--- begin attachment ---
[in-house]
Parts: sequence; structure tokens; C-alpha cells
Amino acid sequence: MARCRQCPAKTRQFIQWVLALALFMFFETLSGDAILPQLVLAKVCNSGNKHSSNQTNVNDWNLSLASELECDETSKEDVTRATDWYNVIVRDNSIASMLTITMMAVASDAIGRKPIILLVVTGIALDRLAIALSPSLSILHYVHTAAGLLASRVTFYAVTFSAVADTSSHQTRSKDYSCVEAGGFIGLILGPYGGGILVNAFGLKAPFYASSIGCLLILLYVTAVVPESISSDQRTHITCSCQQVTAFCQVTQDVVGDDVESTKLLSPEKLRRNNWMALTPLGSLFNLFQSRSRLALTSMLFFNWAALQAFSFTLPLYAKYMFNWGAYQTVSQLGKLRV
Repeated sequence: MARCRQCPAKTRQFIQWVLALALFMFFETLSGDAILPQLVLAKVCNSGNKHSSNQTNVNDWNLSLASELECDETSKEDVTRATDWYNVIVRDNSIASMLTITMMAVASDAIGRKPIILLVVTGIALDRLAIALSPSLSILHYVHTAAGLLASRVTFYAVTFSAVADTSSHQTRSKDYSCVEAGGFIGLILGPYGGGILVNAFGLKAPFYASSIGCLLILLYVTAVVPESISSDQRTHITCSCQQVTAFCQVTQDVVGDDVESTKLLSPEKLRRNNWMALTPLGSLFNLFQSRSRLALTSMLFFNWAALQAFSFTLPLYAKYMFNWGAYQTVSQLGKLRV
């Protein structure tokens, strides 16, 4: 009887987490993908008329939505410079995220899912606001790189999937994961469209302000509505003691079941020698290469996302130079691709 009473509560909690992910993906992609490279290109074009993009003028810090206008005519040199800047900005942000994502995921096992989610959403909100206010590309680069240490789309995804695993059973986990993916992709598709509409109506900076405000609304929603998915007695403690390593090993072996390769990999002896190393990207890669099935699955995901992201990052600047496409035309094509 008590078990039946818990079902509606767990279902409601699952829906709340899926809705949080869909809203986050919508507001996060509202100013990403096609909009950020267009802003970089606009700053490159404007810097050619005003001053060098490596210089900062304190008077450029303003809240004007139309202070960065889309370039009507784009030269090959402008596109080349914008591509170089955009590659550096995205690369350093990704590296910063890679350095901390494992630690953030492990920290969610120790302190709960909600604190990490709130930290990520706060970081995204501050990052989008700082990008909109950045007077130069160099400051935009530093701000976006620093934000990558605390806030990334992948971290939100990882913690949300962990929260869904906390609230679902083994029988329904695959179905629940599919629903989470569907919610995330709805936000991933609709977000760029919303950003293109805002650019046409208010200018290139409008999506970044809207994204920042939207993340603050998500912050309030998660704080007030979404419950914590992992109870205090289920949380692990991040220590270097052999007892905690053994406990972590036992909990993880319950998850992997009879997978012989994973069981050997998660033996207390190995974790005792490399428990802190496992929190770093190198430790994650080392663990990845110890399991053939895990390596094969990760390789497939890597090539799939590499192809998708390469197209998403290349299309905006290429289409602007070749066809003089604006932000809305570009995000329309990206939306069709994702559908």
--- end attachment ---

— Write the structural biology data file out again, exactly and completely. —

[in-house]
Parts: sequence; structure tokens; C-alpha cells
Amino acid sequence: MARCRQCPAKTRQFIQWVLALALFMFFETLSGDAILPQLVLAKVCNSGNKHSSNQTNVNDWNLSLASELECDETSKEDVTRATDWYNVIVRDNSIASMLTITMMAVASDAIGRKPIILLVVTGIALDRLAIALSPSLSILHYVHTAAGLLASRVTFYAVTFSAVADTSSHQTRSKDYSCVEAGGFIGLILGPYGGGILVNAFGLKAPFYASSIGCLLILLYVTAVVPESISSDQRTHITCSCQQVTAFCQVTQDVVGDDVESTKLLSPEKLRRNNWMALTPLGSLFNLFQSRSRLALTSMLFFNWAALQAFSFTLPLYAKYMFNWGAYQTVSQLGKLRV
Repeated sequence: MARCRQCPAKTRQFIQWVLALALFMFFETLSGDAILPQLVLAKVCNSGNKHSSNQTNVNDWNLSLASELECDETSKEDVTRATDWYNVIVRDNSIASMLTITMMAVASDAIGRKPIILLVVTGIALDRLAIALSPSLSILHYVHTAAGLLASRVTFYAVTFSAVADTSSHQTRSKDYSCVEAGGFIGLILGPYGGGILVNAFGLKAPFYASSIGCLLILLYVTAVVPESISSDQRTHITCSCQQVTAFCQVTQDVVGDDVESTKLLSPEKLRRNNWMALTPLGSLFNLFQSRSRLALTSMLFFNWAALQAFSFTLPLYAKYMFNWGAYQTVSQLGKLRV
């Protein structure tokens, strides 16, 4: 009887987490993908008329939505410079995220899912606001790189999937994961469209302000509505003691079941020698290469996302130079691709 009473509560909690992910993906992609490279290109074009993009003028810090206008005519040199800047900005942000994502995921096992989610959403909100206010590309680069240490789309995804695993059973986990993916992709598709509409109506900076405000609304929603998915007695403690390593090993072996390769990999002896190393990207890669099935699955995901992201990052600047496409035309094509 008590078990039946818990079902509606767990279902409601699952829906709340899926809705949080869909809203986050919508507001996060509202100013990403096609909009950020267009802003970089606009700053490159404007810097050619005003001053060098490596210089900062304190008077450029303003809240004007139309202070960065889309370039009507784009030269090959402008596109080349914008591509170089955009590659550096995205690369350093990704590296910063890679350095901390494992630690953030492990920290969610120790302190709960909600604190990490709130930290990520706060970081995204501050990052989008700082990008909109950045007077130069160099400051935009530093701000976006620093934000990558605390806030990334992948971290939100990882913690949300962990929260869904906390609230679902083994029988329904695959179905629940599919629903989470569907919610995330709805936000991933609709977000760029919303950003293109805002650019046409208010200018290139409008999506970044809207994204920042939207993340603050998500912050309030998660704080007030979404419950914590992992109870205090289920949380692990991040220590270097052999007892905690053994406990972590036992909990993880319950998850992997009879997978012989994973069981050997998660033996207390190995974790005792490399428990802190496992929190770093190198430790994650080392663990990845110890399991053939895990390596094969990760390789497939890597090539799939590499192809998708390469197209998403290349299309905006290429289409602007070749066809003089604006932000809305570009995000329309990206939306069709994702559908």